Mar 24, 2015

Mailcatching

Advocating Mailcatcher!

Sometimes a piece of software needs a mailserver to function but you don’t have one for some reason. Mailcatcher may come in handy then:

Catches mail and serves it through a dream.

MailCatcher runs a super simple SMTP server which catches any message sent to it to display in a web interface. Run mailcatcher, set your favourite app to deliver to smtp://127.0.0.1:1025 instead of your default SMTP server, then check out http://127.0.0.1:1080 to see the mail that’s arrived so far.

And, I must say, it works like a charm!

mailcatcher –help

Usage: mailcatcher [options]
--ip IP Set the ip address of both servers
--smtp-ip IP Set the ip address of the smtp server
--smtp-port PORT
 Set the port of the smtp server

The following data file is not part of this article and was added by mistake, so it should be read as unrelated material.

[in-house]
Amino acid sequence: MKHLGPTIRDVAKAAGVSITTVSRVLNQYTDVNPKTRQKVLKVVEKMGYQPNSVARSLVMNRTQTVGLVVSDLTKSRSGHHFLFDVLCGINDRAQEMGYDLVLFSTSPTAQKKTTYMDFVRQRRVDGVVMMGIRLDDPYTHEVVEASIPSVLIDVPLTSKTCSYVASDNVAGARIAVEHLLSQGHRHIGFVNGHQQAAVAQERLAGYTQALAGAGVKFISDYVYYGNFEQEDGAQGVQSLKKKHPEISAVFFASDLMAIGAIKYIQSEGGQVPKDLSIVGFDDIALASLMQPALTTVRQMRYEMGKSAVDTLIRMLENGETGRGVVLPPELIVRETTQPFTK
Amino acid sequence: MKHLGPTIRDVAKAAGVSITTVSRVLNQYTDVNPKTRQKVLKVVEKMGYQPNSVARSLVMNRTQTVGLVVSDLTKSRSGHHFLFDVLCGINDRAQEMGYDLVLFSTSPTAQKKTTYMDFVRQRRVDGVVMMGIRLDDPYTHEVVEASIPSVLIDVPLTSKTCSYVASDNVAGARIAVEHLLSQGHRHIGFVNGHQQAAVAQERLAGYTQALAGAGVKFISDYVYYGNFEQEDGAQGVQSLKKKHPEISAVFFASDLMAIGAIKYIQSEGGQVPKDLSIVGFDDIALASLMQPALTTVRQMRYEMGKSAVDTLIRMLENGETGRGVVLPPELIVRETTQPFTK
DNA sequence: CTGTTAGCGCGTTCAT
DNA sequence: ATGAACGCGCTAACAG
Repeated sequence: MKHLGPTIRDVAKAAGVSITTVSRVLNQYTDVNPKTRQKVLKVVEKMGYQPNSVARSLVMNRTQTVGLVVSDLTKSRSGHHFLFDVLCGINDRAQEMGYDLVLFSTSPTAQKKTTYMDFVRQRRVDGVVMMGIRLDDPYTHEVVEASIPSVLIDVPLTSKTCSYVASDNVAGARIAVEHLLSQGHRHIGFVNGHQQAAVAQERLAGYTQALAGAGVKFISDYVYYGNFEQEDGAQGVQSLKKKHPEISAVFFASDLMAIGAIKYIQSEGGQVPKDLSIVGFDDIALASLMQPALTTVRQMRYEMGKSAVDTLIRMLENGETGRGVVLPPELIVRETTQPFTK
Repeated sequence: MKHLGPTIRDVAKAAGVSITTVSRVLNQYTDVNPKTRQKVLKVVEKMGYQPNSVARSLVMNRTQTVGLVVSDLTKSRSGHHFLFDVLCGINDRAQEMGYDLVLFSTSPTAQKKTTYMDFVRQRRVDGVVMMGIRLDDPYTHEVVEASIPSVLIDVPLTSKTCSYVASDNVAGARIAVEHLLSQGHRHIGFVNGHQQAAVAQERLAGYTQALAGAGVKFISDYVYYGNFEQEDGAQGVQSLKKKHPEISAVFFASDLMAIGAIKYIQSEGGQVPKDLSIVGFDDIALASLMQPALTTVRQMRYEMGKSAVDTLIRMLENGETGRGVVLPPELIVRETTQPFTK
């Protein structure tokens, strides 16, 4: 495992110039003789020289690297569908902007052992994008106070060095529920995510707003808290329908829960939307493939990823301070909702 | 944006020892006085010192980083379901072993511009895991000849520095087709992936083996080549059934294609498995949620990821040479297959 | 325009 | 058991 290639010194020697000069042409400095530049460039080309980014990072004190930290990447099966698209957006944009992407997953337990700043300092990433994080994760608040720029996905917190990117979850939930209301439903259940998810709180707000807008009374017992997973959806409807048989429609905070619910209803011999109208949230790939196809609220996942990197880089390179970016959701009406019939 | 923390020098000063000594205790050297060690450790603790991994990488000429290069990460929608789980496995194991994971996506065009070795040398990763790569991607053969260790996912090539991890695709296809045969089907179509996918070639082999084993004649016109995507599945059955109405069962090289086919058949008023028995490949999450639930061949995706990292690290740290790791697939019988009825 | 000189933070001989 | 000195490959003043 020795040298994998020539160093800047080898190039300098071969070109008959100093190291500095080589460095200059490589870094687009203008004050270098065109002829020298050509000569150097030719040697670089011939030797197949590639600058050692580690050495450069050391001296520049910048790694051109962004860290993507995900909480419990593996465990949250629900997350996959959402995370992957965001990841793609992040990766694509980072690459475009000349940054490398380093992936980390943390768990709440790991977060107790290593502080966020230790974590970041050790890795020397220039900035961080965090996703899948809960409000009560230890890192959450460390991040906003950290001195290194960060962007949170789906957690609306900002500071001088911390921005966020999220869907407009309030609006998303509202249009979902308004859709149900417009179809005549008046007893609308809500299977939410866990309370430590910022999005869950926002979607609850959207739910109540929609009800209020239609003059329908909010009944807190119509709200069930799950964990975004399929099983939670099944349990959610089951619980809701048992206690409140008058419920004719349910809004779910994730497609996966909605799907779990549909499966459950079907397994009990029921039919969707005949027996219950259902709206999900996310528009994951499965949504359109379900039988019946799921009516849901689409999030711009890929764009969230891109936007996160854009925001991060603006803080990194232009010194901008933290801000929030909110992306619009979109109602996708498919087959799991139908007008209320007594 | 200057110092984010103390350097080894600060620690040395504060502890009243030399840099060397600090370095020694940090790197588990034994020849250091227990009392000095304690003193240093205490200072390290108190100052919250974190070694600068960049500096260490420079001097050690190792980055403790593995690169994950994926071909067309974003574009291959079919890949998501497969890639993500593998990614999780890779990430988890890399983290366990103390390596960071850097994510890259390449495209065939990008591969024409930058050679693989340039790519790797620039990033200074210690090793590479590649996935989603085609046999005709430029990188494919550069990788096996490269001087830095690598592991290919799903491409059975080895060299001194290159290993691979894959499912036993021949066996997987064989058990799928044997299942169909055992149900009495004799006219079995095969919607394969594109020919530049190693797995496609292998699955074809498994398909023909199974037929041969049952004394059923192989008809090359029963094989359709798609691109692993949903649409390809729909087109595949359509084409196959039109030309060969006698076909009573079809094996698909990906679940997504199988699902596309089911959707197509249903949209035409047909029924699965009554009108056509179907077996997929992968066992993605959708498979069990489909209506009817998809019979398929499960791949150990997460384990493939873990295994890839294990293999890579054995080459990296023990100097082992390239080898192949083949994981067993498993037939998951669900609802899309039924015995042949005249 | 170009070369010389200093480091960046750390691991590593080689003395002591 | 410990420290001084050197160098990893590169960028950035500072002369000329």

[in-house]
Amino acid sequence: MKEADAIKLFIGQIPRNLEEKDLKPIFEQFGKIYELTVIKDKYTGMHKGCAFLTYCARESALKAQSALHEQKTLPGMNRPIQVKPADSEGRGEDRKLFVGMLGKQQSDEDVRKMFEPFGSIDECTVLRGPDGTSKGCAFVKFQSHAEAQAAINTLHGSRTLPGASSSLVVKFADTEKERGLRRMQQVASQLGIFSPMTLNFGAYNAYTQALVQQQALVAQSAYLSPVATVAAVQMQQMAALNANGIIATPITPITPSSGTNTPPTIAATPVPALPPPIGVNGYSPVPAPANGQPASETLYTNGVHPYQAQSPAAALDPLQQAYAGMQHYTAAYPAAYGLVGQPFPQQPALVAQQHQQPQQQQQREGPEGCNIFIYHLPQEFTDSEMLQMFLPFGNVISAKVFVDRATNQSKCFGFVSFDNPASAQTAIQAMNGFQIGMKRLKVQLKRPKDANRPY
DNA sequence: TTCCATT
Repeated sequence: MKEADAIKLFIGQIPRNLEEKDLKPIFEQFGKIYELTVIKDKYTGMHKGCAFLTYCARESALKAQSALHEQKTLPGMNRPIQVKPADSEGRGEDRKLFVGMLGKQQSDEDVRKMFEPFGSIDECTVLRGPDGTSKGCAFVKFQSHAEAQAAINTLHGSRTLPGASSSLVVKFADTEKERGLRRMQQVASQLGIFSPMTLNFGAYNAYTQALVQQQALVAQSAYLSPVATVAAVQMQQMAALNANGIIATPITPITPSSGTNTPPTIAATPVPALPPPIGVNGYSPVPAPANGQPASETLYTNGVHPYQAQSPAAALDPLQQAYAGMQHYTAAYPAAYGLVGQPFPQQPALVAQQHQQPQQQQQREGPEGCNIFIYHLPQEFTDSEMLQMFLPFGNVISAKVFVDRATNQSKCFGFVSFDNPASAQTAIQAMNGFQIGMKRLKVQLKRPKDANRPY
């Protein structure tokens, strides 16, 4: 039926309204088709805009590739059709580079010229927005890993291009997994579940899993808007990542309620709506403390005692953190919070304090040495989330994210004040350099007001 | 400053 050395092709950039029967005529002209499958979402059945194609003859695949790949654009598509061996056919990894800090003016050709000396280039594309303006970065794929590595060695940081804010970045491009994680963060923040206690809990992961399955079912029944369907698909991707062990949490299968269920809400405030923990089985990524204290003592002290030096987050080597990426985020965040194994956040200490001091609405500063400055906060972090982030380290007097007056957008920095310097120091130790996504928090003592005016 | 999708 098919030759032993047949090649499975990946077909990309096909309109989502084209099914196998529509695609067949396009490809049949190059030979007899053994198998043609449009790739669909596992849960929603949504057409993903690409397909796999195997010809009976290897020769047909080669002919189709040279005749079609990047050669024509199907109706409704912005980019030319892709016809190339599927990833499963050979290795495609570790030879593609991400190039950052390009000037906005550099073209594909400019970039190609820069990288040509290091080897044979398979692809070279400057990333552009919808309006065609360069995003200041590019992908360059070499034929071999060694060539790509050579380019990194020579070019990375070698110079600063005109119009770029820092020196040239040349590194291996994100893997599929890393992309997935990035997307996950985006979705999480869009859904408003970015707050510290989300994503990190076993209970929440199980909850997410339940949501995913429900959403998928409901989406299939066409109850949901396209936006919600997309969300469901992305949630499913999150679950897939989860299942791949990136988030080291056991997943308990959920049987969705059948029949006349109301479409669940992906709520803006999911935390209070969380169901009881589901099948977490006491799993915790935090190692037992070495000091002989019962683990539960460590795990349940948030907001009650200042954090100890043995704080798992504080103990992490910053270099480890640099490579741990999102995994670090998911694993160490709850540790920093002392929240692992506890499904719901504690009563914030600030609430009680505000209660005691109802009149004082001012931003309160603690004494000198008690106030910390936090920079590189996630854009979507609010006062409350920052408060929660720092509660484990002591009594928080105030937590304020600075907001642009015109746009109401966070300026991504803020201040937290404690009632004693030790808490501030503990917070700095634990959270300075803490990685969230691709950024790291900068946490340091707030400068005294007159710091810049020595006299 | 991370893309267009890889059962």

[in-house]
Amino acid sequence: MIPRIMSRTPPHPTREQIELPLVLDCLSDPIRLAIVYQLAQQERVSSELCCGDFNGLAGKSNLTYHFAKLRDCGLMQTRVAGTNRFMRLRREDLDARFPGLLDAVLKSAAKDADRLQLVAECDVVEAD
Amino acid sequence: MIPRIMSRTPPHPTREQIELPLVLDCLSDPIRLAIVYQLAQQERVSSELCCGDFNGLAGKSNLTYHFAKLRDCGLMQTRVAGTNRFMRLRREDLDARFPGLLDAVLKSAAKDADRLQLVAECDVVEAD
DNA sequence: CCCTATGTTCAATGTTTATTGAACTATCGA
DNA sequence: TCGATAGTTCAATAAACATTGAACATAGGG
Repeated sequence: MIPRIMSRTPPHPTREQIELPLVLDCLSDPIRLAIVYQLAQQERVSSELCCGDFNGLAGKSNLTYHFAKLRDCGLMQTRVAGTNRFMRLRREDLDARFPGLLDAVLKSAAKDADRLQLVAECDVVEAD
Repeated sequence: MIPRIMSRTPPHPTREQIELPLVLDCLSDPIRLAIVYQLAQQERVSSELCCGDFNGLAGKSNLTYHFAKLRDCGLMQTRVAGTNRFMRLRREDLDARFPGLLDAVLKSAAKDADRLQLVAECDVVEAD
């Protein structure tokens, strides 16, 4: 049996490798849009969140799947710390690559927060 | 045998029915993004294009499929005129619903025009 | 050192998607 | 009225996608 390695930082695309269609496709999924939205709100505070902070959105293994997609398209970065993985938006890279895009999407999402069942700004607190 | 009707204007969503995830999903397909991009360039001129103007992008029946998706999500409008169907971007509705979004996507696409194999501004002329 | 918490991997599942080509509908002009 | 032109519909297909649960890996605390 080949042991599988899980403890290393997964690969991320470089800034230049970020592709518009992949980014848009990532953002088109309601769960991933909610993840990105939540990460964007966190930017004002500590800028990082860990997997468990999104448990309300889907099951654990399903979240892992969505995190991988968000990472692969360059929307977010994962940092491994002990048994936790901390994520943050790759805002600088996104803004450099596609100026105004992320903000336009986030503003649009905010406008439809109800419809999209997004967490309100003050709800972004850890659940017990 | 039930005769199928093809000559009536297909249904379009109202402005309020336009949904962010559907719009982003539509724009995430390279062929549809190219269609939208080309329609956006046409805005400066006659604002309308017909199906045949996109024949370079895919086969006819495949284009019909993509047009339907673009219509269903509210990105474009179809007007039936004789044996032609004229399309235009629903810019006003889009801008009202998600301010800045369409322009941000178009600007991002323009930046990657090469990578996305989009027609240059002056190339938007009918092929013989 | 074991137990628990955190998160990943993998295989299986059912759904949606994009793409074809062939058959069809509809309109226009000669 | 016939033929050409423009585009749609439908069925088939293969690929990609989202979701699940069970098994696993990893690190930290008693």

--http-ip IP Set the ip address of the http server
--http-port PORT
 Set the port address of the http server
--no-quit Don’t allow quitting the process
-f, --foreground
 Run in the foreground
-v, --verbose Be more verbose
-h, --help Display this help information

For example, in my case, I simply start mailcatcher this way, to make it ready for development with a Discourse Docker instance:

mailcatcher -f --smtp-ip 172.17.42.1 --smtp-port 1025

Note the -f switch which keeps the task in the foreground. Otherwise you have to find out which process it is (ps aux) and kill that task. To stop it as a foreground task is easier.

Email services for developers may be an alternative:

But: Mailcatcher is local and great!

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